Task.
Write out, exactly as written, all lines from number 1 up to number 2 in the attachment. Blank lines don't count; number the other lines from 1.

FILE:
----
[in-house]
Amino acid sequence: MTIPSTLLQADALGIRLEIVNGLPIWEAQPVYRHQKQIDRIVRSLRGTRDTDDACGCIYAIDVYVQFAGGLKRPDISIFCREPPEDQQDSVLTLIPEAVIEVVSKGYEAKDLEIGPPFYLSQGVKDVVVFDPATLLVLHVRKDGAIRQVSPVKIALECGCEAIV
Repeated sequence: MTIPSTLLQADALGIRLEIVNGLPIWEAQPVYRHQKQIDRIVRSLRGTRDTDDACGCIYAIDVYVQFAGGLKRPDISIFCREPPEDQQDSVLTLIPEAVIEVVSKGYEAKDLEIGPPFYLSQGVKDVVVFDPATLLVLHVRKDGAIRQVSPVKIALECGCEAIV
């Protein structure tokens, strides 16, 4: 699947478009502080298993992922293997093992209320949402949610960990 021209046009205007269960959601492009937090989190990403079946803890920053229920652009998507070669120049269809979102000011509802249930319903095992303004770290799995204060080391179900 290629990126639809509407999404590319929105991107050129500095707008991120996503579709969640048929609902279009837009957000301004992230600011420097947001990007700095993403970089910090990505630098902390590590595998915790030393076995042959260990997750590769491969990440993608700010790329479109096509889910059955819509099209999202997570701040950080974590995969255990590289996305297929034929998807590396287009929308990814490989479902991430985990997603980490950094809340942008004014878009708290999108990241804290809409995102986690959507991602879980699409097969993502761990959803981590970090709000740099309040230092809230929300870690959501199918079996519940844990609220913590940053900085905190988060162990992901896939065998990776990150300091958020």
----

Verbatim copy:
[in-house]
Amino acid sequence: MTIPSTLLQADALGIRLEIVNGLPIWEAQPVYRHQKQIDRIVRSLRGTRDTDDACGCIYAIDVYVQFAGGLKRPDISIFCREPPEDQQDSVLTLIPEAVIEVVSKGYEAKDLEIGPPFYLSQGVKDVVVFDPATLLVLHVRKDGAIRQVSPVKIALECGCEAIV